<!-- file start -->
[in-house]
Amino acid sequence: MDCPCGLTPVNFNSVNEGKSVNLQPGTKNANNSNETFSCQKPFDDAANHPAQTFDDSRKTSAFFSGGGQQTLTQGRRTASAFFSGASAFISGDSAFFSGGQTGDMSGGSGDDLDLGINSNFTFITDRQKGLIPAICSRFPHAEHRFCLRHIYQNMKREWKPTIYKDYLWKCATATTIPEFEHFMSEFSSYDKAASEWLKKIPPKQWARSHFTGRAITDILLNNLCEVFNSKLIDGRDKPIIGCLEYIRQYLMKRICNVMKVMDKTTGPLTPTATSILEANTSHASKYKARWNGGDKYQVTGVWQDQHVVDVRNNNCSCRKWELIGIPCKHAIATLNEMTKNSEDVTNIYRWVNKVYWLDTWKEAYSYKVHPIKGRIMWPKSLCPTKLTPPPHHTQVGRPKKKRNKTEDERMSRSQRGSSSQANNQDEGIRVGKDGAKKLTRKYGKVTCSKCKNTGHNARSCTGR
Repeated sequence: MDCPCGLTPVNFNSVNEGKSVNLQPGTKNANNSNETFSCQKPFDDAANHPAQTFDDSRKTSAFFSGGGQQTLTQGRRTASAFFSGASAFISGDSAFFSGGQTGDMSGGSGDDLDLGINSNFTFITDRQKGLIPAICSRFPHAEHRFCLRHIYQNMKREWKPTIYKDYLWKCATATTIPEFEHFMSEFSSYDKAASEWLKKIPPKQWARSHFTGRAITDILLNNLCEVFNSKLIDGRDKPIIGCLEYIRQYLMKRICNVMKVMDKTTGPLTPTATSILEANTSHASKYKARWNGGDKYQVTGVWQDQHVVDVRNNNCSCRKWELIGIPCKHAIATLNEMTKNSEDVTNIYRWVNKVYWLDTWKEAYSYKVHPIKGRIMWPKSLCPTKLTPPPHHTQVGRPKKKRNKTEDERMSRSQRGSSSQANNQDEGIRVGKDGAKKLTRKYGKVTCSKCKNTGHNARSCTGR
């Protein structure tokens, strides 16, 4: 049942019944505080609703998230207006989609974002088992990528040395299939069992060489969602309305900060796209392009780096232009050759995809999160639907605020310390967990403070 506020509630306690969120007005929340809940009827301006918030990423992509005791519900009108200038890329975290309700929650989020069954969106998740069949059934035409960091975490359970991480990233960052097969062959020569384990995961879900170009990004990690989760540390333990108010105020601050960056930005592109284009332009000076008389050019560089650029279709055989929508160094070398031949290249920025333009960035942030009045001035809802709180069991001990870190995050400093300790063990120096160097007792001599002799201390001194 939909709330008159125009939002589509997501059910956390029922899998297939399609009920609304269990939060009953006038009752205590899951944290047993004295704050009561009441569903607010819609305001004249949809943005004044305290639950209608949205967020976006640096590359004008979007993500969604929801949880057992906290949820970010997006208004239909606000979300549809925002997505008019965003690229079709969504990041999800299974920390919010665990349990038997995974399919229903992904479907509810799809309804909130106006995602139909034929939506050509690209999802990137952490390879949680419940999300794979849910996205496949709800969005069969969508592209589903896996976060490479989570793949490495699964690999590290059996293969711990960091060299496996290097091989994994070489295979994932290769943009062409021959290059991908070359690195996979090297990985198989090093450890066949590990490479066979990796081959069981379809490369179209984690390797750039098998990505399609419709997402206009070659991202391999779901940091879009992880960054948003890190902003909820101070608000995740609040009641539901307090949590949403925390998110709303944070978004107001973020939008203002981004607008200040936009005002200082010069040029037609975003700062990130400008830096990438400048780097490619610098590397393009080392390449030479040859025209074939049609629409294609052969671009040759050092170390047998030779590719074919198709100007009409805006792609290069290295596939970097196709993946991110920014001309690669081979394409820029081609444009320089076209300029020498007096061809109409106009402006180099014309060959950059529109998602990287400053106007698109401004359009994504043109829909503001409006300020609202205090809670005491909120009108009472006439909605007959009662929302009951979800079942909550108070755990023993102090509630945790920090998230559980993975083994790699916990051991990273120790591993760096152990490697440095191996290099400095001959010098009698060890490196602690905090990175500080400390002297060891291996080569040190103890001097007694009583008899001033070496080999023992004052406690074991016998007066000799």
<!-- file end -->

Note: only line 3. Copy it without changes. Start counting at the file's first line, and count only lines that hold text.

Repeated sequence: MDCPCGLTPVNFNSVNEGKSVNLQPGTKNANNSNETFSCQKPFDDAANHPAQTFDDSRKTSAFFSGGGQQTLTQGRRTASAFFSGASAFISGDSAFFSGGQTGDMSGGSGDDLDLGINSNFTFITDRQKGLIPAICSRFPHAEHRFCLRHIYQNMKREWKPTIYKDYLWKCATATTIPEFEHFMSEFSSYDKAASEWLKKIPPKQWARSHFTGRAITDILLNNLCEVFNSKLIDGRDKPIIGCLEYIRQYLMKRICNVMKVMDKTTGPLTPTATSILEANTSHASKYKARWNGGDKYQVTGVWQDQHVVDVRNNNCSCRKWELIGIPCKHAIATLNEMTKNSEDVTNIYRWVNKVYWLDTWKEAYSYKVHPIKGRIMWPKSLCPTKLTPPPHHTQVGRPKKKRNKTEDERMSRSQRGSSSQANNQDEGIRVGKDGAKKLTRKYGKVTCSKCKNTGHNARSCTGR